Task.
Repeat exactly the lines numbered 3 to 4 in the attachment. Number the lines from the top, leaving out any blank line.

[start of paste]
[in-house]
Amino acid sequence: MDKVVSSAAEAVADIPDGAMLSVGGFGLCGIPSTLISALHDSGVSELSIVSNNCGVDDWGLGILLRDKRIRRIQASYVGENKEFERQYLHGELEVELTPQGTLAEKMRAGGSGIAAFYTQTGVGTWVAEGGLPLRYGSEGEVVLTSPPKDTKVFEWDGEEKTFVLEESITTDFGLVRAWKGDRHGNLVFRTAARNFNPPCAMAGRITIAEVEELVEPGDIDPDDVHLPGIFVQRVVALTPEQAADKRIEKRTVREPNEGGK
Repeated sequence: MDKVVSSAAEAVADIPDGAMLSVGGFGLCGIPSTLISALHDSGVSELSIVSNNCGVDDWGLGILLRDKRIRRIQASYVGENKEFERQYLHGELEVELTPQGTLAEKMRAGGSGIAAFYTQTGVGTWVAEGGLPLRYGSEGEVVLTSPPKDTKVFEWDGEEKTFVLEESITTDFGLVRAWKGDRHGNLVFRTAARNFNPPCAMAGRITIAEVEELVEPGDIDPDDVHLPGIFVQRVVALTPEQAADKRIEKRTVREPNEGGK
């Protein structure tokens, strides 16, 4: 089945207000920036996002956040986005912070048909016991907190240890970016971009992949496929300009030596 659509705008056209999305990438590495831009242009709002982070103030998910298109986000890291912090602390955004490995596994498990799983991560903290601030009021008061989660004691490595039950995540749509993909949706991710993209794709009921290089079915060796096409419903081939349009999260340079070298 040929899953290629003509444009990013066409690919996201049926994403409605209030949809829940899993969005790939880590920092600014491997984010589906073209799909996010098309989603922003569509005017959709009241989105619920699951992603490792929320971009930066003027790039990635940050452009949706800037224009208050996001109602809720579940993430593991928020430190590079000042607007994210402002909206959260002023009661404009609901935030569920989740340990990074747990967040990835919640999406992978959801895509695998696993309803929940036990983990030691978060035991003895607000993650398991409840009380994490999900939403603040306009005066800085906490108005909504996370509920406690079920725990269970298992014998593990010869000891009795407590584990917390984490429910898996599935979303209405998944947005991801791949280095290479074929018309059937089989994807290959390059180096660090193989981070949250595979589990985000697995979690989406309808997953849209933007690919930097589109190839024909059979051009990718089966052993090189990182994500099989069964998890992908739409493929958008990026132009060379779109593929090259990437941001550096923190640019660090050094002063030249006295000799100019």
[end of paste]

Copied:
Repeated sequence: MDKVVSSAAEAVADIPDGAMLSVGGFGLCGIPSTLISALHDSGVSELSIVSNNCGVDDWGLGILLRDKRIRRIQASYVGENKEFERQYLHGELEVELTPQGTLAEKMRAGGSGIAAFYTQTGVGTWVAEGGLPLRYGSEGEVVLTSPPKDTKVFEWDGEEKTFVLEESITTDFGLVRAWKGDRHGNLVFRTAARNFNPPCAMAGRITIAEVEELVEPGDIDPDDVHLPGIFVQRVVALTPEQAADKRIEKRTVREPNEGGK
């Protein structure tokens, strides 16, 4: 089945207000920036996002956040986005912070048909016991907190240890970016971009992949496929300009030596 659509705008056209999305990438590495831009242009709002982070103030998910298109986000890291912090602390955004490995596994498990799983991560903290601030009021008061989660004691490595039950995540749509993909949706991710993209794709009921290089079915060796096409419903081939349009999260340079070298 040929899953290629003509444009990013066409690919996201049926994403409605209030949809829940899993969005790939880590920092600014491997984010589906073209799909996010098309989603922003569509005017959709009241989105619920699951992603490792929320971009930066003027790039990635940050452009949706800037224009208050996001109602809720579940993430593991928020430190590079000042607007994210402002909206959260002023009661404009609901935030569920989740340990990074747990967040990835919640999406992978959801895509695998696993309803929940036990983990030691978060035991003895607000993650398991409840009380994490999900939403603040306009005066800085906490108005909504996370509920406690079920725990269970298992014998593990010869000891009795407590584990917390984490429910898996599935979303209405998944947005991801791949280095290479074929018309059937089989994807290959390059180096660090193989981070949250595979589990985000697995979690989406309808997953849209933007690919930097589109190839024909059979051009990718089966052993090189990182994500099989069964998890992908739409493929958008990026132009060379779109593929090259990437941001550096923190640019660090050094002063030249006295000799100019």